In the Bohras’ own history lies further clues to their standing out from other Muslim communities. Being a small group of Shias, and surrounded, when among Muslims, by a much larger Sunni community, Bohras developed a strong sense of community consciousness. “Till recently, it was almost impossible to penetrate these societies. Many religious rites were secretive and totally closed to outsiders. To survive, they followed a route similar to that of Jews in Europe and America or Parsis in India. To preserve their distinct identity, marriage and social relations were confined to within the community. But business was encouraged, as a means of financial survival,” explains Juzar S. Bandukwala, a retired professor of physics living in Vadodara, who is now an activist for rights of Dalits, tribals, obcs and Muslims.
Over the years, Bohras have taken to higher education, giving the community a further leg up. “We Bohras do not discriminate between boys and girls, both get the freedom to study as much as they want,” says Arif Bandukwala. All his relatives are graduates—some business management grads—and are in the legal and other professions. The new generation of Bohra businessmen is atypical, branching out of traditional trading to new professions, as well as manufacturing.
Yet, all may not be well within the community. Both Engineer and Juzar Bandukwala point to how success among the Bohras has come at a price. Domination by their religious leadership (Syedna) has led other Muslims to look askance at Bohras. This was largely due to the position taken by the clergy in the aftermath of the 2002 Gujarat riots. The tendency of the religious leaders to hobnob with those in power ensures protection and breeds success, “yet it drives the educated away” from within the community, Juzar Bandukwala points out. “The Bohra priesthood’s closeness to Narendra Modi has been resented by most Bohras. It has also produced bitterness among other Muslims, which may hurt the Bohras in the long run,” he adds.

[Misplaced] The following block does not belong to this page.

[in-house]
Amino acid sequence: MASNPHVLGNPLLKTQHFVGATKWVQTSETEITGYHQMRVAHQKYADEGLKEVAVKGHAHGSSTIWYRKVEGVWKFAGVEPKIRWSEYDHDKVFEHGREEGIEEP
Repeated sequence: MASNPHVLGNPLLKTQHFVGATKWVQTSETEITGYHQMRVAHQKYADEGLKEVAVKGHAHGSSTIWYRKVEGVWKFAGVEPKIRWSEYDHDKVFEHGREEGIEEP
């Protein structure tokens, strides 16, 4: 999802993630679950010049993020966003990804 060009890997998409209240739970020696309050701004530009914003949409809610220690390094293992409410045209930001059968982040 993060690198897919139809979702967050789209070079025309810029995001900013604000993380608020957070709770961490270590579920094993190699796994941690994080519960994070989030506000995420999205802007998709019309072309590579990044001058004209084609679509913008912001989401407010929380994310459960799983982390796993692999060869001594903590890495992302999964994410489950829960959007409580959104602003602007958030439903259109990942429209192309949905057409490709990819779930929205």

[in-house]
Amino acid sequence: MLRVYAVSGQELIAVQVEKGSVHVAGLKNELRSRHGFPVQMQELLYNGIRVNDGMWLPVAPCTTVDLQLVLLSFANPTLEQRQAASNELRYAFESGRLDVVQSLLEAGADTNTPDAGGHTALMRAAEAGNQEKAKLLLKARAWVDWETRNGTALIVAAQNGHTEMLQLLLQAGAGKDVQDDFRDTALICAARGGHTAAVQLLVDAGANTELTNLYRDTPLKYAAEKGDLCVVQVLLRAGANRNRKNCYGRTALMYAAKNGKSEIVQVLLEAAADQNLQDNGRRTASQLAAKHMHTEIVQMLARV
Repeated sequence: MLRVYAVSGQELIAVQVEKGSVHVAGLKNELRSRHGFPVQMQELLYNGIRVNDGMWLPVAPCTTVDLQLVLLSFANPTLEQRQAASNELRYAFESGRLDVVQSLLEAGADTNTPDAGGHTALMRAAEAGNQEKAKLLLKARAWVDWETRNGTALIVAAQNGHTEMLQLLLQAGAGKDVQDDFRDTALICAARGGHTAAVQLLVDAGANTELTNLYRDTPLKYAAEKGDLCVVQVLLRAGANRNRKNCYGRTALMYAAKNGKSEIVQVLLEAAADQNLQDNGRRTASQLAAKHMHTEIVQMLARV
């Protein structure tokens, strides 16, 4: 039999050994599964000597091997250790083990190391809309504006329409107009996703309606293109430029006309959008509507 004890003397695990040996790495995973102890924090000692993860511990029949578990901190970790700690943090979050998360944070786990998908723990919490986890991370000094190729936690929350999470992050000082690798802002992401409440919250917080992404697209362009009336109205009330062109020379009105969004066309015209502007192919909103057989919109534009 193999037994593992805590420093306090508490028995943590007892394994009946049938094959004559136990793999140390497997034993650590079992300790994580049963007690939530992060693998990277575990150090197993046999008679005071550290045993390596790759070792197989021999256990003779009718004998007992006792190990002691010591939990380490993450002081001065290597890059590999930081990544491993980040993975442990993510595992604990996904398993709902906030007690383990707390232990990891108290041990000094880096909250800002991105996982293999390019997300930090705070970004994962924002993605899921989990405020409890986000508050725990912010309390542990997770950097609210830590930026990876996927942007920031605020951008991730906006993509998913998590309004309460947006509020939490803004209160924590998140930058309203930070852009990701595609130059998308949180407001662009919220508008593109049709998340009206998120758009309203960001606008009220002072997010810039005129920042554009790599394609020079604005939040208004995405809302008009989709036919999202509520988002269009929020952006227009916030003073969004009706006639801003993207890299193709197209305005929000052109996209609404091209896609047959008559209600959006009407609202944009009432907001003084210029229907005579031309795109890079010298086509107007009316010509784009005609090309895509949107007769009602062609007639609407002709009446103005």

The Bohras and Khojas of Gujarat are like-minded Shia Ismailis, and are different from Memons, who are Sunnis. Engineer, however, is uncomfortable with some facets: “At times the language used by people of other religions to deride Muslims is used by Bohras against other Muslims. It’s ironic. Bohras are also a very closed group, and jealously guards identity. They are closed to inter-mixing and practise all rites separately from other Muslims—including separate mosques and burial grounds. In Gujarat, vested interests of the high priests have led them to lavish praise on Modi at the risk of alienating all others,” says he.
The story of the Bohras is that of a distinctive culture fuelling business success. But it comes at a high price for any modernising impulse—both Juzar Bandukwala and Engineer have been attacked several times by different groups for being partial to bringing reform and progressive ideas into the Bohra fold. “Still, except in religion and cultural habits, the Bohras are the same, in every way, as other mercantile communities of India,” says Engineer. What lies unstated is a general fear that the Bohras are moving further towards isolation.